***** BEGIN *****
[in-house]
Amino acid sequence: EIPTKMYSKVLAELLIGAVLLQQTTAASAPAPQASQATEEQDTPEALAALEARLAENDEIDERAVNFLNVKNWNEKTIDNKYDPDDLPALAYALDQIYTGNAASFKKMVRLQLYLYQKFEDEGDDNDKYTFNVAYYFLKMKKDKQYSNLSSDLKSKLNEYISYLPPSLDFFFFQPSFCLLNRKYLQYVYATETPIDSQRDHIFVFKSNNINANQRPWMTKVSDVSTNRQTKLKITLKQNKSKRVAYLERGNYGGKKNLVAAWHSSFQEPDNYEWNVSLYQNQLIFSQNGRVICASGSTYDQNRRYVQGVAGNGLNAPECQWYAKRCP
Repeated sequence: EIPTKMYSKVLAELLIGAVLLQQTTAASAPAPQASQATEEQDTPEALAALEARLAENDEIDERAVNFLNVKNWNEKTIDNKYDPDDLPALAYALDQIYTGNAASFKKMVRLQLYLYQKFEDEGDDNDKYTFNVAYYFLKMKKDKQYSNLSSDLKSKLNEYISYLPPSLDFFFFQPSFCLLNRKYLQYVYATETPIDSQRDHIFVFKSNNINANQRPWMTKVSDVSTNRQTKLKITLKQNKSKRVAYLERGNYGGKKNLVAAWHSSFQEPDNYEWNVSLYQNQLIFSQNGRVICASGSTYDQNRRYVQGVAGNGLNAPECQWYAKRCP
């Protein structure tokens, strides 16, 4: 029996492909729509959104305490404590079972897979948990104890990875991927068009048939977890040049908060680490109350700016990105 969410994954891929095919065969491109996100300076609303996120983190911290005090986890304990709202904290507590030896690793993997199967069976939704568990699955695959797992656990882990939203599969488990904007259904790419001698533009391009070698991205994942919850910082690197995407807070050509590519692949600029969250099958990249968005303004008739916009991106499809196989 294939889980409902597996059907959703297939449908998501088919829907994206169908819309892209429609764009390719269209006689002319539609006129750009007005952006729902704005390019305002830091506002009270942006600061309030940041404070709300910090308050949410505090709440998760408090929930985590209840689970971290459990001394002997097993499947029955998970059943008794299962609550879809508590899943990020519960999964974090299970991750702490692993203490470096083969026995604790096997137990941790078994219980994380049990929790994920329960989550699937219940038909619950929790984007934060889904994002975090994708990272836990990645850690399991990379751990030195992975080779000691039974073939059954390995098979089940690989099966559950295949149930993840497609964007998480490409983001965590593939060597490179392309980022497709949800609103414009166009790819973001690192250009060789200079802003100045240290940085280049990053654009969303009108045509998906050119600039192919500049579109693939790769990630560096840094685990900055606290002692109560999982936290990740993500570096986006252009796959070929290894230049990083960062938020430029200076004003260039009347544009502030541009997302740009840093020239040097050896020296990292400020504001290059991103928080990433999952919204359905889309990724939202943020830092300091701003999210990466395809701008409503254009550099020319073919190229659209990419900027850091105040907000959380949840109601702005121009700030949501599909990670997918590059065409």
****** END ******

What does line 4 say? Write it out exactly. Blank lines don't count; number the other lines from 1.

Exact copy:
């Protein structure tokens, strides 16, 4: 029996492909729509959104305490404590079972897979948990104890990875991927068009048939977890040049908060680490109350700016990105 969410994954891929095919065969491109996100300076609303996120983190911290005090986890304990709202904290507590030896690793993997199967069976939704568990699955695959797992656990882990939203599969488990904007259904790419001698533009391009070698991205994942919850910082690197995407807070050509590519692949600029969250099958990249968005303004008739916009991106499809196989 294939889980409902597996059907959703297939449908998501088919829907994206169908819309892209429609764009390719269209006689002319539609006129750009007005952006729902704005390019305002830091506002009270942006600061309030940041404070709300910090308050949410505090709440998760408090929930985590209840689970971290459990001394002997097993499947029955998970059943008794299962609550879809508590899943990020519960999964974090299970991750702490692993203490470096083969026995604790096997137990941790078994219980994380049990929790994920329960989550699937219940038909619950929790984007934060889904994002975090994708990272836990990645850690399991990379751990030195992975080779000691039974073939059954390995098979089940690989099966559950295949149930993840497609964007998480490409983001965590593939060597490179392309980022497709949800609103414009166009790819973001690192250009060789200079802003100045240290940085280049990053654009969303009108045509998906050119600039192919500049579109693939790769990630560096840094685990900055606290002692109560999982936290990740993500570096986006252009796959070929290894230049990083960062938020430029200076004003260039009347544009502030541009997302740009840093020239040097050896020296990292400020504001290059991103928080990433999952919204359905889309990724939202943020830092300091701003999210990466395809701008409503254009550099020319073919190229659209990419900027850091105040907000959380949840109601702005121009700030949501599909990670997918590059065409």